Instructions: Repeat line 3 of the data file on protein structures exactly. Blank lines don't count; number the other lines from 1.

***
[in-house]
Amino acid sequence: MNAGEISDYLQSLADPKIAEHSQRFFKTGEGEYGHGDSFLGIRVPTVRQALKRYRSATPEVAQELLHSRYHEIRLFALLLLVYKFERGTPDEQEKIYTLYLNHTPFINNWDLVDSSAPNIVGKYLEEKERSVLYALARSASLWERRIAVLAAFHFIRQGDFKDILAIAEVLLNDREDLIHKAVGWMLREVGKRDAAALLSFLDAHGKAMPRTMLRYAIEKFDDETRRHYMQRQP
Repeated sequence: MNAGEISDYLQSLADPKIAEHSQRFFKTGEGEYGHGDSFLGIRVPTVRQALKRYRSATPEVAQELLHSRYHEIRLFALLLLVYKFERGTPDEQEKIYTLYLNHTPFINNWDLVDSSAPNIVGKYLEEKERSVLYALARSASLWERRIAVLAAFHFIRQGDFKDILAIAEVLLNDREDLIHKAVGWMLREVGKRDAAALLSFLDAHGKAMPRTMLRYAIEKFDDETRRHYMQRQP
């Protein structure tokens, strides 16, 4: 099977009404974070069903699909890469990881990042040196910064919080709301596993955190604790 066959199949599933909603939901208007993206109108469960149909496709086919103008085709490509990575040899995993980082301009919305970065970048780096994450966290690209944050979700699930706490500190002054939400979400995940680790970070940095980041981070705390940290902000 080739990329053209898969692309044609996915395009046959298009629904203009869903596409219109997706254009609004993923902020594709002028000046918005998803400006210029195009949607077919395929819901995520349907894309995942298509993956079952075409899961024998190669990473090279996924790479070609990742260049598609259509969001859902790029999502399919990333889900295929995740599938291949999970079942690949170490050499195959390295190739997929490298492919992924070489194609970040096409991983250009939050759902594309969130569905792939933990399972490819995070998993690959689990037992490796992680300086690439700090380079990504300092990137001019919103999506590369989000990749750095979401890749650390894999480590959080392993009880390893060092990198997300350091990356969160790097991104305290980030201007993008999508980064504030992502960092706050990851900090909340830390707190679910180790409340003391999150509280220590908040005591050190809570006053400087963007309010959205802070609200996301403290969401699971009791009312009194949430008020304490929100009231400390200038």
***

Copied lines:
Repeated sequence: MNAGEISDYLQSLADPKIAEHSQRFFKTGEGEYGHGDSFLGIRVPTVRQALKRYRSATPEVAQELLHSRYHEIRLFALLLLVYKFERGTPDEQEKIYTLYLNHTPFINNWDLVDSSAPNIVGKYLEEKERSVLYALARSASLWERRIAVLAAFHFIRQGDFKDILAIAEVLLNDREDLIHKAVGWMLREVGKRDAAALLSFLDAHGKAMPRTMLRYAIEKFDDETRRHYMQRQP